As individuals age and medical conditions become more prevalent and significant, the need for assistance in daily activities increases. As a result, many consider moving to nursing homes, retirement homes, or smaller apartments or condos. Alternatively, some may choose to remain in their home but engage others for assistance or make structural modifications to improve accessibility or safety. Several tax benefits may be available to assist with these potentially costly transitions. This article focuses on benefits within the federal tax system though many other supports may be available (e.g. provincial programs and subsidies).
Many of these tax benefits are available through the medical tax credit (METC). The METC reduces taxes where medical expenses are greater than the lesser of the following amounts:
* 3% of the payer's net income; or
* $2,352 (in 2019; indexed annually for inflation).
Expenses in excess of the threshold generate a credit at the lowest personal tax rate (15%). A similar process determines the provincial METC (10% rate in Alberta). In other words, taxes are reduced by 25% of eligible expenses.
Eligibility for the METC depends on a number of factors, including the type of expenditure (eg. fees paid to a nursing home, renovations to one's home) and the specific medical condition or impairment.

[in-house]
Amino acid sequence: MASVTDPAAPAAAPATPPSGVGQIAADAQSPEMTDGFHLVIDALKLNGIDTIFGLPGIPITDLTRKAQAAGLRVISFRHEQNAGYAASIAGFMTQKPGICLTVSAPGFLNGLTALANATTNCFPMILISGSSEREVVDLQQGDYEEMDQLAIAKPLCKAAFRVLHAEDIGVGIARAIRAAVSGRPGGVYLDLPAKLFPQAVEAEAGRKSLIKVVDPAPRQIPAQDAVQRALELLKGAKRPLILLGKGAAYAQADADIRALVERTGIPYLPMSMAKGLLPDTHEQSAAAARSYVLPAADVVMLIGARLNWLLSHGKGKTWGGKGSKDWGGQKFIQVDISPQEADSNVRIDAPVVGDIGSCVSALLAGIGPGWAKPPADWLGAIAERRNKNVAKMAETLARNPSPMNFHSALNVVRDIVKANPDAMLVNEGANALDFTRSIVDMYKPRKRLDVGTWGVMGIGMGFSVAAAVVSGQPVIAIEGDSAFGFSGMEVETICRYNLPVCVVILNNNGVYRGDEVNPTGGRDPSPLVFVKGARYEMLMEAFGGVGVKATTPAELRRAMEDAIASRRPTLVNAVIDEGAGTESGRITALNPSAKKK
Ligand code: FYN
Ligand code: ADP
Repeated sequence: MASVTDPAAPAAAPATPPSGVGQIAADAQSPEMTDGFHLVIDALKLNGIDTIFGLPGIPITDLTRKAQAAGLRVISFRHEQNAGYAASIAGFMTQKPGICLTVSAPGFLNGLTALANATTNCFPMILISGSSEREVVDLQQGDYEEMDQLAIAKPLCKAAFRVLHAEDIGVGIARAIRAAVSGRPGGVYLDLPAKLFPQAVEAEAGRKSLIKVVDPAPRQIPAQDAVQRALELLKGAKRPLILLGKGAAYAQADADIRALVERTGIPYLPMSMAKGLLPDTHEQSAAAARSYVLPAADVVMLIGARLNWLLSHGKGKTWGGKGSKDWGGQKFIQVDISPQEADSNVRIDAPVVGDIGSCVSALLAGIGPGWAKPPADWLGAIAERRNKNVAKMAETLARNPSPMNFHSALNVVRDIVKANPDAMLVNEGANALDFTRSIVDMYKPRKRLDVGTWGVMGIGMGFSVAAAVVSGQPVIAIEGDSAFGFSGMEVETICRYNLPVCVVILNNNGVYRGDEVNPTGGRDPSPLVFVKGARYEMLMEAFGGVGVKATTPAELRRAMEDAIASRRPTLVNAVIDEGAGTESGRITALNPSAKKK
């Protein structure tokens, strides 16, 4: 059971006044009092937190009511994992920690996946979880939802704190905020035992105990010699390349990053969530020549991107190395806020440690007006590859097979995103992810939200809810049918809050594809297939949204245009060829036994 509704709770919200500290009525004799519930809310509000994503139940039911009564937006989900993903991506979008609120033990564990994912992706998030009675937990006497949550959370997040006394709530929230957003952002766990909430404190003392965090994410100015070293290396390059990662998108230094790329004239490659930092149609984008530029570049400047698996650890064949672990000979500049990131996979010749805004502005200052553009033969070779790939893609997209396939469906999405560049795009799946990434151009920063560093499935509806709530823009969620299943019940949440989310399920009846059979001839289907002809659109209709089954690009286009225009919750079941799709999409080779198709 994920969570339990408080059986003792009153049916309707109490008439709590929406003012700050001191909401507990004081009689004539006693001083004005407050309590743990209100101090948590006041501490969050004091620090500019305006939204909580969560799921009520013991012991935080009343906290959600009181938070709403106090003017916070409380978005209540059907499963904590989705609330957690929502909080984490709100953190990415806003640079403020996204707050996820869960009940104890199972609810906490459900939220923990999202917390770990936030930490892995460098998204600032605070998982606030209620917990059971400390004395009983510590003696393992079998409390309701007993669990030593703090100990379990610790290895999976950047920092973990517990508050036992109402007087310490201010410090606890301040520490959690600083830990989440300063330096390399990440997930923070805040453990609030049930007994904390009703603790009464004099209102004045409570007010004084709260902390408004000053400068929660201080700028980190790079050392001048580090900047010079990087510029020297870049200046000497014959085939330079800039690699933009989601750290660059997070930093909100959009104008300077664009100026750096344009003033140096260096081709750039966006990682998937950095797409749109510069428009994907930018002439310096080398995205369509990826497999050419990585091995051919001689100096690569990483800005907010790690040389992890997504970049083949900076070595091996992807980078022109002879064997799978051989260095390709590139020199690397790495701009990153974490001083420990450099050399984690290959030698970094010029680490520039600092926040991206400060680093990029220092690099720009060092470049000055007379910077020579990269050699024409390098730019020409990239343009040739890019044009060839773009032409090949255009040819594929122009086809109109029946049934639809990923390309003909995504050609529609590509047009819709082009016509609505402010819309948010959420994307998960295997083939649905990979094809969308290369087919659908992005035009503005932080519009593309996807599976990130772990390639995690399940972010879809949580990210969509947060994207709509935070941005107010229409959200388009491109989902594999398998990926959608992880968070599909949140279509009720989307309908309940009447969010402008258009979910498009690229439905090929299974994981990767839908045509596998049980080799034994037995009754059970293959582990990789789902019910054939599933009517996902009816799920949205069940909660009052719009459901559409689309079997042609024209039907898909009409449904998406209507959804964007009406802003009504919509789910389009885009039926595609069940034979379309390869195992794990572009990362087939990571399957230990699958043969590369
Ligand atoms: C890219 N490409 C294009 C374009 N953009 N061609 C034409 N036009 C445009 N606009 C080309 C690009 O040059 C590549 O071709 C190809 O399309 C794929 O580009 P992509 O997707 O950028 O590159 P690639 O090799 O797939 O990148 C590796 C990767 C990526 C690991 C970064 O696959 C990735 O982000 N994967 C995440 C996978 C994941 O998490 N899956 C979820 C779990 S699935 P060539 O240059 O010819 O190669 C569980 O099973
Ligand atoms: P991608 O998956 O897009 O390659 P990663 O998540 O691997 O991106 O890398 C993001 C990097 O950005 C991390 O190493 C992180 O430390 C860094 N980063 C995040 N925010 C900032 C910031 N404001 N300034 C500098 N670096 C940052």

Some claims require the individual be eligible for the disability tax credit (DTC). To be eligible, Form T2201 must be certified by a qualified medical practitioner and submitted to the Canada Revenue Agency (CRA). There are several ways to qualify for the DTC but generally the individual must have an impairment which results in a marked restriction in an activity of daily living.
A nursing home is a facility which provides full-time care (including 24-hour nursing care) to those that cannot care for themselves. A location may be considered a nursing home even if it is not publicly described as one, as long as it meets this description.
Generally, the full amount paid for full-time care at a nursing home is eligible to claim as a METC. This would include fees paid for food, accommodation, nursing care, administration, maintenance, social programming and activities. Other personal expenses (such as hairdresser fees) are generally ineligible.
In order to claim these amounts, the individual must either:
* be eligible for the DTC; or
* receive certification from a medical practitioner that they will be dependent on others...